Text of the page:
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Zone On the Range

Monday, March 26, 2001
By David Shuster
Fox News

Workers planting trees in 1994
at the Golf Park at Hunter Mill

FAIRFAX, Va. — John Thoburn owns a golf-range business in suburban Washington, but he now spends his days and nights in jail among thieves and hardened criminals.

The Fairfax County, Va., zoning board claims Thoburn planted some trees improperly on his golf range, a charge he denies. Thoburn refused to comply when the board ordered him to move some of the trees in question, so it ordered him to shut down his range.

Thoburn refused, so last month a Fairfax County judge threw him in jail on contempt-of-court charges. Nicknamed "Shrub" by his fellow inmates, he has been locked up for 38 days and counting.

"I would equate [jail time] to sleeping on the floor next to the urinal in a public restroom," Thoburn told Fox News. "I'm here in jail for the right to operate my business on my property. It's private property. I'm defending property rights."

Thoburn says that he has already spent $125,000 on 700 trees mandated by the zoning board. But the board is demanding that 30 trees be moved alongside the property boundary between the range the nearest homeowner's land to create a protective screen. In an interesting twist, however, that neighbor is John Thoburn's father, Bob, who says the landscape requirement is ridiculous.

Workers planting trees on the
outer perimeter of the Golf Park

"They want ... my children to screen their own property from their own property. We own all the property across the street, too, every bit of it. So, it doesn't make any sense," Bob Thoburn said.

In an escalation of the battle, the zoning board has also targeted a man-made hill behind the range for regulation.The board says the hill is the wrong height. But according to John Thoburn, the board refuses to tell him what height it wants.

The county earlier took issue with cups being provided along with soft drinks at the range, so the board banned cups at the range. Only cans are now allowed.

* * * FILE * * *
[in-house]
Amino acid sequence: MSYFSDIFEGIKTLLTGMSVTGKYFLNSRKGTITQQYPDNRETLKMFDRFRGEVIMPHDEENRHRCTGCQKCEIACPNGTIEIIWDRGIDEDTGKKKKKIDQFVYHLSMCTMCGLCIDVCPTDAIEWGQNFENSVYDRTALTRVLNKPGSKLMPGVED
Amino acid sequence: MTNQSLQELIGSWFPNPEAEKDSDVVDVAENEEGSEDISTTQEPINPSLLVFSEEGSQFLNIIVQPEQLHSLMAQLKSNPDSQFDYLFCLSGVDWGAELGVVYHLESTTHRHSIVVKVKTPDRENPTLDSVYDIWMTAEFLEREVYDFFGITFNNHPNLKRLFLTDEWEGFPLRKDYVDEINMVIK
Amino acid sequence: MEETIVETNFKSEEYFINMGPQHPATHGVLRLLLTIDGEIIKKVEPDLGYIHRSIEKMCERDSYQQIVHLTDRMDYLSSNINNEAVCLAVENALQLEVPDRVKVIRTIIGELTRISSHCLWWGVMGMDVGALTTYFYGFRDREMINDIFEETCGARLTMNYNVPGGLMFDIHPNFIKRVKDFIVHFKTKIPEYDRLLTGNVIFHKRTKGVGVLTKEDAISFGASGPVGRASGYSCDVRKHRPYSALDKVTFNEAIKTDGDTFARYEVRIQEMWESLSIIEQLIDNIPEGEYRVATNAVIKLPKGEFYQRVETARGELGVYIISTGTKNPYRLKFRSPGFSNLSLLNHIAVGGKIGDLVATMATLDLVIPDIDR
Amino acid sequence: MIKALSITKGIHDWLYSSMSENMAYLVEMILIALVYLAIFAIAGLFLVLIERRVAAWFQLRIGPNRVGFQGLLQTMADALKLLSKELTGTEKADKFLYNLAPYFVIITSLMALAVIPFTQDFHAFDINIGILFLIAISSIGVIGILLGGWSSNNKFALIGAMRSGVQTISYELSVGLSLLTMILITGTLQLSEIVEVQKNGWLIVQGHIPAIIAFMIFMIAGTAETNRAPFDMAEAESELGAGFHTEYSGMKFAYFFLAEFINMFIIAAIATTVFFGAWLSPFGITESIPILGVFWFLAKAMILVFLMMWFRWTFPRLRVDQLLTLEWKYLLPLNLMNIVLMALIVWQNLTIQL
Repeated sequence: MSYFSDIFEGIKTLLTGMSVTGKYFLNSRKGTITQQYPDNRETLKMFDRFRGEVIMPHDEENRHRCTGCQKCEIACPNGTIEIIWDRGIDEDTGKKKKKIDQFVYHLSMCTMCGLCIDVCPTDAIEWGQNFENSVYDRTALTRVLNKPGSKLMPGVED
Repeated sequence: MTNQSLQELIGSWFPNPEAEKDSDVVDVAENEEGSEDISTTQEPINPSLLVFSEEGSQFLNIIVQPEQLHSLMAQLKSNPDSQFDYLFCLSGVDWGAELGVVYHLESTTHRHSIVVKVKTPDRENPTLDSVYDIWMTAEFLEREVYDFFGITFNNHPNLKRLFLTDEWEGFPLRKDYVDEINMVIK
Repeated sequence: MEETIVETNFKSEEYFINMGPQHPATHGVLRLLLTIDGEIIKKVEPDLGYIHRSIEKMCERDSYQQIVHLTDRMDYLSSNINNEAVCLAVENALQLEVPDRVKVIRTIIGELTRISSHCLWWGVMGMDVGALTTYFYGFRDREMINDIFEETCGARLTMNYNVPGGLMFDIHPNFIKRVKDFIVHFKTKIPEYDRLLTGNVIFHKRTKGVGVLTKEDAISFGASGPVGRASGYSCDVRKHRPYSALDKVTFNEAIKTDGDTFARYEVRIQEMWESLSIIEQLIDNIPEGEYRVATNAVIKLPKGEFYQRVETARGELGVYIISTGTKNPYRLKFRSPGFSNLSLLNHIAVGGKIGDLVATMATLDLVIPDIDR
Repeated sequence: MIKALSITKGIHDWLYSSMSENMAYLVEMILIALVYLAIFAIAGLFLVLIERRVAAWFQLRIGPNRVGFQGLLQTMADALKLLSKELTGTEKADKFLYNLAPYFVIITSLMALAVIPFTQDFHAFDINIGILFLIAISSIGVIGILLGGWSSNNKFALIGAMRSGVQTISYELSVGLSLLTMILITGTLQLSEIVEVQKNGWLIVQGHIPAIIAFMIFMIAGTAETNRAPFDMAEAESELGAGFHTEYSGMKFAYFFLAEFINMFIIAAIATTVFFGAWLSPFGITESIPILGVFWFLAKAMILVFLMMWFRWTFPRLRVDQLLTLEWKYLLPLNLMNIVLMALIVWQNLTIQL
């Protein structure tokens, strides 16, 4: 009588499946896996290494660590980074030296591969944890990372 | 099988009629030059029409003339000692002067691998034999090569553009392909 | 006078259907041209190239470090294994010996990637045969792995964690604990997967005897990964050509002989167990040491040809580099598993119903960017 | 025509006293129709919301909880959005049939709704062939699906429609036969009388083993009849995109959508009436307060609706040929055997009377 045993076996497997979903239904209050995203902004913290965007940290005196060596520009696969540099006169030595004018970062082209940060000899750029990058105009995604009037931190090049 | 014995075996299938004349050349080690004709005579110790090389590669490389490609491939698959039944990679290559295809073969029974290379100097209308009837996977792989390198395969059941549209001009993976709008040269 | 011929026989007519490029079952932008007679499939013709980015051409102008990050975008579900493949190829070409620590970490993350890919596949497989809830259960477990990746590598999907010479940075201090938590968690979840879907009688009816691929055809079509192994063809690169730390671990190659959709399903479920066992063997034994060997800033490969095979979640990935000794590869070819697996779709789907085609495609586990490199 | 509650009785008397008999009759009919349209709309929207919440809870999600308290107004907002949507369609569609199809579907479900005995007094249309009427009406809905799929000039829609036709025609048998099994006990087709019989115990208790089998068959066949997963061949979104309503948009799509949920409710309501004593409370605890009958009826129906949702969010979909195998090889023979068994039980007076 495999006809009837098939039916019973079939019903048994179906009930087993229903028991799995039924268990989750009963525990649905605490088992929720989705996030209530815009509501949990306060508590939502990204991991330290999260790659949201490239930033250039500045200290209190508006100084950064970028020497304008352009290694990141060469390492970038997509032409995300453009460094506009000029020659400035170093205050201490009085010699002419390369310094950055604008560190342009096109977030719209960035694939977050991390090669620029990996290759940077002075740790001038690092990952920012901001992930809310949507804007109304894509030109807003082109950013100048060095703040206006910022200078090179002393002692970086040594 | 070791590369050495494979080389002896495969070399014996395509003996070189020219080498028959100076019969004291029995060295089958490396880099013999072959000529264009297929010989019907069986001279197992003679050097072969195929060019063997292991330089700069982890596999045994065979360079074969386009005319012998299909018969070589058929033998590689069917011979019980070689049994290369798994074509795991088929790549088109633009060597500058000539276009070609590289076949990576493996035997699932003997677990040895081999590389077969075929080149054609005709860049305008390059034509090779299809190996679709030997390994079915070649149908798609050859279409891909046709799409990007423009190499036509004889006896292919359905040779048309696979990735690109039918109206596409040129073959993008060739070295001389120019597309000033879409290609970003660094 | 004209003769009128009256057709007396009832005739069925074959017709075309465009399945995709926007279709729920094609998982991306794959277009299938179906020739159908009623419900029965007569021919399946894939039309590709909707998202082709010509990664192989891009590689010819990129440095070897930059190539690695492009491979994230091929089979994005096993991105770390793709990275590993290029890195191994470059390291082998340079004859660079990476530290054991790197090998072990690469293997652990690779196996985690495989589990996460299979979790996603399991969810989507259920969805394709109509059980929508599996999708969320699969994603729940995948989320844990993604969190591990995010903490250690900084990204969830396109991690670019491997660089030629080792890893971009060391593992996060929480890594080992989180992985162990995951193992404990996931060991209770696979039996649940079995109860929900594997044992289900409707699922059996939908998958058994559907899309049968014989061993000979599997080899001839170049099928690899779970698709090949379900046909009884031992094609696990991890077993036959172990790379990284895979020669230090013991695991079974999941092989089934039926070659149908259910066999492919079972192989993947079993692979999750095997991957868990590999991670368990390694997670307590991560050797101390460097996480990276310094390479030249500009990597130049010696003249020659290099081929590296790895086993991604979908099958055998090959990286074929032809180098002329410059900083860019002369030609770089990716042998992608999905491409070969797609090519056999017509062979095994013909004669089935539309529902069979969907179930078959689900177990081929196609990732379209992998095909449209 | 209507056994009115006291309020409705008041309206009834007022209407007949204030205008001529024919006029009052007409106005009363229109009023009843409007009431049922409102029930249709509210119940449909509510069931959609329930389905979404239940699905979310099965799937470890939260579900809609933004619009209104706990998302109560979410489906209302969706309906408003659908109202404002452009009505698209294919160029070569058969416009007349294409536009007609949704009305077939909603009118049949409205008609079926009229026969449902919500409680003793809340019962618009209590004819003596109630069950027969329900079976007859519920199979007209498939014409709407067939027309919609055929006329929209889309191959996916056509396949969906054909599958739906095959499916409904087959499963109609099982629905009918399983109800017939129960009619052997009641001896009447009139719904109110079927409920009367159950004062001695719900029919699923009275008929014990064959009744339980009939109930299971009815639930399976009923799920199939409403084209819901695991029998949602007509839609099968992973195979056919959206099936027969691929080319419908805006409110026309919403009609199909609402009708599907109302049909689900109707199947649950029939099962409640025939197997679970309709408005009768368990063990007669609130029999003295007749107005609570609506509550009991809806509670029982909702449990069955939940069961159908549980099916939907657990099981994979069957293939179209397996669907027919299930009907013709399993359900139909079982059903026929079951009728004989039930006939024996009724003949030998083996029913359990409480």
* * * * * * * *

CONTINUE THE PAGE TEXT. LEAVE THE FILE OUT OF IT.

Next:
The board has also regulated the use of lights at Thoburn's range, as well as the inclusion of miniature golf and putting greens. All told, the county has imposed 25 conditions on Thoburn over nine years.

But it's a different story a few miles away at the Oakmar range, which was built and is run by Fairfax County. Unlike Thoburn's range, there have been no requirements to add trees, no restrictions on lights and no prohibitions against miniature golf or putting greens. And in the clubhouse, cups are provided for soft drinks or coffee.

The county insists there is no double standard at play.

"Every case is individually studied and analyzed by the board of zoning appeals and conditions are placed on various projects in order to make it work within the community," said county spokeswoman Merni Fitzgerald.

According to Thoburn, the county is trying to steal his customers and close down his business. The zoning board denies that charge, but adds it will press to keep Thoburn in jail for as long as he refuses to comply with its orders.

As the fight continues, Thoburn's sister runs the range. Thoburn's wife would have taken care of the business, but since she too was threatened with a jail sentence, she and their three sons fled to Texas.

There may be an end in sight, however. A local judge has ordered the county to submit its requirements for the height of the hill behind the range and any other zoning rules this week in an attempt to adjudicate .

— Fox News' Sharon Kehnemui contributed to this report
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